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Credits: URA

Credits: URA

Singapore to unveil pilot areas of underground masterplan next year

According to the Straits Times, pilot areas of an underground masterplan in the works that maps out Singapore’s underground spaces and their potential uses is set to be unveiled next year.

As part of the next Master Plan that guides Singapore’s development in the medium term, the underground map aims to provide the first comprehensive look at subterranean spaces, underground infrastructure and their potential uses.

Minister of National Development Mr Lawrence Wong, as quoted by the Straits Times, said that the Government has to take stock (on underground infrastructure) and have a good database of information and are compiling it as a central repository to have a good basis plan.

Chief Planner and Acting Deputy Chief Executive of Urban Redevelopment Authority of Singapore (URA) Ms Hwang Yu-Ning was quoted to state that the URA is working towards having a more complete 3D map of the underground spaces and infrastructure here.

According to URA, the Master Plan is the statutory land use plan which guides Singapore's development in the medium term over the next 10 to 15 years. It is reviewed every five years and translates the broad long-term strategies of the Concept Plan into detailed plans to guide the development of land and property.

Detailing the permissible land use and density for development, the Master Plan has evolved from being a plan which simply reflected preceding land use amendments to one which focuses on planning ahead for future developments.

To use limited space more efficiently, land-scarce Singapore is exploring some potential uses of the subterranean space to free up surface land for other uses. Some of the underground developments include:

(1)    Bus interchange

The new Bidadari housing estate will house the city-state’s first underground air-conditioned bus interchange. Scheduled to be completed by 2019, the underground bus interchange will sit below a carpark and a garden.

(2)    Underground transportation network and pedestrian links

To free up surface space and reduce pollution, part of the road and rail networks will be developed underground, especially those that cut through dense built-up areas.

Underground pedestrian links allows easier connection between buildings, transport nodes and high-traffic areas. Pedestrians can enjoy the sheltered and safe underground links to cross busy roads, thereby improving connectivity for commuters and pedestrians alike.

The URA is offering an incentive scheme to co-fund the construction of a more extensive underground pedestrian network in parts of Orchard Road and the Central Business District.

(3)    Common Service Tunnel

The Common Service Tunnel will be located in Marina Bay. It will house multiple utilities including waste disposal and air-conditioning pipes. Other than saving space, it also helps to save maintenance cost and minimise maintenance disruptions on the roads, as underground pipes are less prone to external wear and tear. Similar underground facilities will be found in the Punggol Digital District.

(4)    Underground oil storage facility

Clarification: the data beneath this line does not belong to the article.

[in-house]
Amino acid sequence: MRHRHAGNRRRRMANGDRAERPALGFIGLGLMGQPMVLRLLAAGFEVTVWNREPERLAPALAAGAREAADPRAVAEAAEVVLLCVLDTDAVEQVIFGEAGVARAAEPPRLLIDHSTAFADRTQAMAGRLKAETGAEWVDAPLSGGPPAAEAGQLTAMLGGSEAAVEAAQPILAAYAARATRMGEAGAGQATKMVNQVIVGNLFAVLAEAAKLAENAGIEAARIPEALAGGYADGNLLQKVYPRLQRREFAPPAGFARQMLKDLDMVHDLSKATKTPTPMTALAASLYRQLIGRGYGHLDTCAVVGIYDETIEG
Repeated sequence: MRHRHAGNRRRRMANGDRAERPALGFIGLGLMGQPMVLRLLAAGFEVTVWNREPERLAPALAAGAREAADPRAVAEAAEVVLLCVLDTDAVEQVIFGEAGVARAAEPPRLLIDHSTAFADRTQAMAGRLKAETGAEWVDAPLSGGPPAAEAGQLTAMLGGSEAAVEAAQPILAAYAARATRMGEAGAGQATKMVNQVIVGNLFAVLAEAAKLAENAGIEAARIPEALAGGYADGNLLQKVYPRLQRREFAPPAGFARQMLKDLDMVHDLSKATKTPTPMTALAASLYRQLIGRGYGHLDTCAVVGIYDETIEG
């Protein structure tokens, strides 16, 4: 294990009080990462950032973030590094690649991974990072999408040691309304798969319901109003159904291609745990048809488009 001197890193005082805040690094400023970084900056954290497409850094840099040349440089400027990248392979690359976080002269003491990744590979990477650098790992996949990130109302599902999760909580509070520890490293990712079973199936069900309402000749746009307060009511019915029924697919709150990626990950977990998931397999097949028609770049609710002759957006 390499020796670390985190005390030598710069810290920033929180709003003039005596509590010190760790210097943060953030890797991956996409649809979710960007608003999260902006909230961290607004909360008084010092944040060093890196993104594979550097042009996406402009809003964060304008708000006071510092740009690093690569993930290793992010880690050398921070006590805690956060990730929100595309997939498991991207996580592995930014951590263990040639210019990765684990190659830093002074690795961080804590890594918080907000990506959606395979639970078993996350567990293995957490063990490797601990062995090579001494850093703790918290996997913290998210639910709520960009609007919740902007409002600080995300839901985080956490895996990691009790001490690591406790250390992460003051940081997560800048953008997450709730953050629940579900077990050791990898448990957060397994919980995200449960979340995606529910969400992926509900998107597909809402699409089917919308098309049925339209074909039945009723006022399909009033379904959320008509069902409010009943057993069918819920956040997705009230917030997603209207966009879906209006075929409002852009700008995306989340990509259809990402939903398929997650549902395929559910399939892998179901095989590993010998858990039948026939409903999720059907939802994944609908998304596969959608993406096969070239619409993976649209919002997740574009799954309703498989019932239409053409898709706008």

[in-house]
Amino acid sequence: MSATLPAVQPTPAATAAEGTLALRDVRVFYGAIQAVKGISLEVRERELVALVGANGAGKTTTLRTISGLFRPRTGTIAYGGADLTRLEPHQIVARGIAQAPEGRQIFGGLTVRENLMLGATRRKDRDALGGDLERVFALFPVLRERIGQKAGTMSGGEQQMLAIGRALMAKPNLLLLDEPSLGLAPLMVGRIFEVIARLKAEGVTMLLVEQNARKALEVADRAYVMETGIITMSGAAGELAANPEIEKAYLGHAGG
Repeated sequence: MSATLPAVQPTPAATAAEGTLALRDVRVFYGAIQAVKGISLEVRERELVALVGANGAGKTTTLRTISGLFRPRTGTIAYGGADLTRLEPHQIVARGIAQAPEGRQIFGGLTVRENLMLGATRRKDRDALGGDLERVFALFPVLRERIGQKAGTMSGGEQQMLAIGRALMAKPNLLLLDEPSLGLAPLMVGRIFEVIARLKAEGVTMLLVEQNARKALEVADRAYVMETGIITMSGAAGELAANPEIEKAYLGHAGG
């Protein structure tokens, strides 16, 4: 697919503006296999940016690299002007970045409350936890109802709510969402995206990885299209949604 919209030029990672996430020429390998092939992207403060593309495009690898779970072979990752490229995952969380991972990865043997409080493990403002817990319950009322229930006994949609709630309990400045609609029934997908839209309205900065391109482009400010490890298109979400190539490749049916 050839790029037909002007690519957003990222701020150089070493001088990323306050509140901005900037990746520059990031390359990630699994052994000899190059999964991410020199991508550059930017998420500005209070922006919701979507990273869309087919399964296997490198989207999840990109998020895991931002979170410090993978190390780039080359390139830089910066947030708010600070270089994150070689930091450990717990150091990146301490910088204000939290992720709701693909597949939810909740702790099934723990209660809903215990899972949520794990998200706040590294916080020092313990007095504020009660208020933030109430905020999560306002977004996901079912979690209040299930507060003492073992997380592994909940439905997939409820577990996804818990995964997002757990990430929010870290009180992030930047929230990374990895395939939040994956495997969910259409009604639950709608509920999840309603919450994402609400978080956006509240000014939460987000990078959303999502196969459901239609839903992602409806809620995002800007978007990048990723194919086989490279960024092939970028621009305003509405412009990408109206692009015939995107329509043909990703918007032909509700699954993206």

The Jurong Rock Caverns under Jurong Island is designated for petrochemical storage. In Phase 1, its 5 caverns are as high as 9 storeys, saving approximately 60 hectares of surface land.

(5)    Reservoirs

Singapore currently has 17 reservoirs which occupy about 3,700 hectares, about 5% of the country’s total land area. The national water agency PUB is currently looking into the idea of storing water can in underground reservoirs to free up surface land for other developments.

The idea of development a plan for Singapore’ subterranean development was first raised by then Minister of National Development Mr Khaw Boon Wan in his blog post published in September 2013.

In his blog post, Mr Khaw Boon Wan wrote that Singapore has “possibilities of creating underground transport hubs, pedestrian links, cycling lanes, utility plants, storage and research facilities, industrial uses, shopping areas and other public spaces.”

Despite underground developments being more expensive than the cheaper alternative of using surface land is available, “Singapore can try to push the boundary of usage – to experiment, to learn and to evolve practical innovative solutions – so as to prepare for the future”, he wrote back in 2013.

Since then, Singapore has been exploring the potentials of underground developments. In 2015, the Ministry of Law has made legislative changes to the State Lands (Amendment) Bill and the Land Acquisition (Amendment) Bill to facilitate the Government’s long-term planning for the use and development of underground space.

On one hand, Amendments to the State Lands Act provides greater clarity on the current extent of underground ownership. Surface landowners own the underground space up to 30 metres under the Singapore Height Datum 1, unless otherwise specified in the State title. The amendments will not affect how landowners currently use and develop underground space, and landowners will continue to own all the space they need. Generally, basements of developments in Singapore extend to about 15 metres underground.

On the other hand, Amendments to the Land Acquisition Act facilitates public projects which require only a specific stratum of space. It provides the Government with the flexibility to acquire only a specific stratum of space that is needed, for example, a pocket of underground space, instead of having to acquire the entire column of land, including the surface land and airspace, when developing public projects.

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